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Interactive Map: At Home With NJ's Heaviest Drinkers

Colleen O'Dea | February 15, 2013

Percent of adults engaging in

excessive drinking in 2010

Less than 15%

15% - 16%

16% - 20%

More than 20%

"Excessive drinking" in 2010. Health officials define excessive drinking as having an average of more than one drink at a time for women or two for men, or binge drinking -- 4 drinks at one occasion for women, 5 for men. Shown are the percent of adults who engaged in "excessive drinking" in the month prior to the survey.

Source: Health Indicators Warehouse

Some 15 percent of New Jerseyans have more than one or two alcoholic drinks when they imbibe, according to data from the federal Health Indicators Warehouse.

That's not good news. Women who knock back more than one drink at a sitting during the course of a month are engaging in "excessive drinking." Men who take more than two drinks at a time over a 30-day period fall into the same category.

"Binge drinkers" up the alcohol ante considerably. Women who consume four or more drinks at a single occasion during a month qualify for the label. For men, it takes five or more drinks.

The 2010 Behavioral Risk Factor Surveillance System, the most recent data available for individual counties, found that 13.8 percent of New Jerseyans 18 and older had engaged in binge drinking, and 15.1 percent in excessive drinking, in the month before the survey was taken.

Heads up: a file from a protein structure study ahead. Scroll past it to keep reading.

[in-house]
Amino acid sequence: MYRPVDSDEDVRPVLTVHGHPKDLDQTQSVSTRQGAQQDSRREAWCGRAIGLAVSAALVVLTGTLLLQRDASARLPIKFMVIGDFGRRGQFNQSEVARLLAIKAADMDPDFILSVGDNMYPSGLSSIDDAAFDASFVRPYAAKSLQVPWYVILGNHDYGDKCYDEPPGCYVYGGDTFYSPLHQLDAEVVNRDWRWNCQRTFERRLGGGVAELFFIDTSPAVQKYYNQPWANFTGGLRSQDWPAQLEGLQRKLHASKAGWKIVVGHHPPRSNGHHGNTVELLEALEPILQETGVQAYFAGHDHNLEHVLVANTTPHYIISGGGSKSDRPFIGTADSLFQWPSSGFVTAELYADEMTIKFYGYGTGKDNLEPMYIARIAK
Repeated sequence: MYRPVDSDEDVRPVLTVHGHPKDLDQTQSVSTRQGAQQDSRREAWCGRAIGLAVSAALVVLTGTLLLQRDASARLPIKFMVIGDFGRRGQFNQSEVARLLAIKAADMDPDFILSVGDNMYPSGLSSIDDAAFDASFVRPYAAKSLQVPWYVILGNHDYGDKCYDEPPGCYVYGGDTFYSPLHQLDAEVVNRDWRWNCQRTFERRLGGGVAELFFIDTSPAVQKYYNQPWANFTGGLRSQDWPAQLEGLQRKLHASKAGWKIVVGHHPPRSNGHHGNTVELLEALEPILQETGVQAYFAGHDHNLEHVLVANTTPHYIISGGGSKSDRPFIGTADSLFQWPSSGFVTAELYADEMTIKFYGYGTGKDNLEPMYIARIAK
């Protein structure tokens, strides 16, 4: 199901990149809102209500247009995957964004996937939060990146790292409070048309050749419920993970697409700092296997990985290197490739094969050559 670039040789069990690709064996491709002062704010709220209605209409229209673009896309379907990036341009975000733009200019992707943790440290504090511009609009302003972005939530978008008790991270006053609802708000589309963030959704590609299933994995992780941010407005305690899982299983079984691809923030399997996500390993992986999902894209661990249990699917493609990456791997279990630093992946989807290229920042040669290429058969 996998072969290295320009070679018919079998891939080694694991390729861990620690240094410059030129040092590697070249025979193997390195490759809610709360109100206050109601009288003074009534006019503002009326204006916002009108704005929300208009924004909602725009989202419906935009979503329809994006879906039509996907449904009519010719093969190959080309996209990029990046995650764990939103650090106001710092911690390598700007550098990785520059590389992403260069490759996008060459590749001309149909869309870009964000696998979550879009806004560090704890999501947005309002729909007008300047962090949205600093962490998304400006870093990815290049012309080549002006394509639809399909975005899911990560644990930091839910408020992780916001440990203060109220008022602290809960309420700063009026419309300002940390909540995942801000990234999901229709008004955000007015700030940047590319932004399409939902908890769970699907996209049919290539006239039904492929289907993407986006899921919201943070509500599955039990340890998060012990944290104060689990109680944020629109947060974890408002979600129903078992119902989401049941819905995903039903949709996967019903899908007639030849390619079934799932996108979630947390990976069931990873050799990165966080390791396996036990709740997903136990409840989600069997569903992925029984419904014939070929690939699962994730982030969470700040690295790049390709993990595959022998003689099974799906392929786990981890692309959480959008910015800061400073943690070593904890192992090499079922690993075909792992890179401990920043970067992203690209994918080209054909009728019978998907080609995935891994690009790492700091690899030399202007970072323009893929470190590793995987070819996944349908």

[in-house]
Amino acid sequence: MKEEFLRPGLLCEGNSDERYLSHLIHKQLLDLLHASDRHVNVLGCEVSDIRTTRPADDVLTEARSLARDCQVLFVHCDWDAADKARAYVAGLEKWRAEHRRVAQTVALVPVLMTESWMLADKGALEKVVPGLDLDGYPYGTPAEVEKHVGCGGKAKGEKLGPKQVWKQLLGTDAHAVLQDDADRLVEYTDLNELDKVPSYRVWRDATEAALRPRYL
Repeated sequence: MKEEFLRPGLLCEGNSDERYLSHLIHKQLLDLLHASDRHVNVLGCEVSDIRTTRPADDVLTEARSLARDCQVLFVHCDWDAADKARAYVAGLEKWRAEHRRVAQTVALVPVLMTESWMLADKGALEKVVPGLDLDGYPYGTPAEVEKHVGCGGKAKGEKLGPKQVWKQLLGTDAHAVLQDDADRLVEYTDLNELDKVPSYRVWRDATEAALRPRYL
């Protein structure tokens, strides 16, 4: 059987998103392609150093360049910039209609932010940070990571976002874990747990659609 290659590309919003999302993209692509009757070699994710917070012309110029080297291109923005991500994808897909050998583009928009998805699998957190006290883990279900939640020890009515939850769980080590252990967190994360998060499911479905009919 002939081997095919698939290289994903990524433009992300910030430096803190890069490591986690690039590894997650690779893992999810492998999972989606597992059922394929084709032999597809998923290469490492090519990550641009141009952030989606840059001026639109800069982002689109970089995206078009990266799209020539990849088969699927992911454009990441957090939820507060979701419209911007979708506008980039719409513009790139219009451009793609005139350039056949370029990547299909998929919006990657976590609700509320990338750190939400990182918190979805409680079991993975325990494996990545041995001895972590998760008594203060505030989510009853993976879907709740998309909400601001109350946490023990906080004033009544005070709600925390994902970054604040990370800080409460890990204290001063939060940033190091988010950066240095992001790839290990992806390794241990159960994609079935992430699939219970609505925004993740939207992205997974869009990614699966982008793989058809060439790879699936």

The percent drinking excessively in 2010 was lower than in 2009, when 16.1 percent of New Jersey adults reported drinking to excess, but higher than in 2005, when the rate was 14.7 percent.

One of New Jersey’s most urban counties, Middlesex, had the lowest rate of excessive drinking -- 11.5 percent in 2010. On the other hand, two of its most rural counties -- Sussex and Salem -- had the highest rates, both with more than 2 of every 10 adults saying they had drunk excessively in the previous month.

The CDC links excessive alcohol use to a number of health problems, particularly alcoholic liver disease and cirrhosis of the liver, and notes that alcohol can be a factor in car accidents and suicides. Nationally, there were almost 26,00 alcohol-related deaths, or 8.3 per 100,000 people, in 2010.

New Jerseyans fall roughly in the middle of the states for excessive drinking. The lowest rates were found in Tennessee, 7.3 percent, and Utah, 9.3 percent. The states with the highest incidence of excessive drinking were Wisconsin, at 22.9 percent, and Alaska, at 21.4 percent.

The CDC’s 2011 National Health Interview survey found that a little more than half of American adults are regular drinkers, meaning they had had at least a dozen alcoholic drinks in the prior year, while 2 in 10 Americans said they had never had a drink.

To see the data on excessive and binge drinking for any county, click on the county. Also listed is the number of liquor stores per 10,000 people by county. There seems to be little correlation between the number of stores serving alcohol and excessive drinking: Both the counties with the largest (Passaic) and smallest (Burlington) number of stores had excessive drinking rates that ranked them in the middle.

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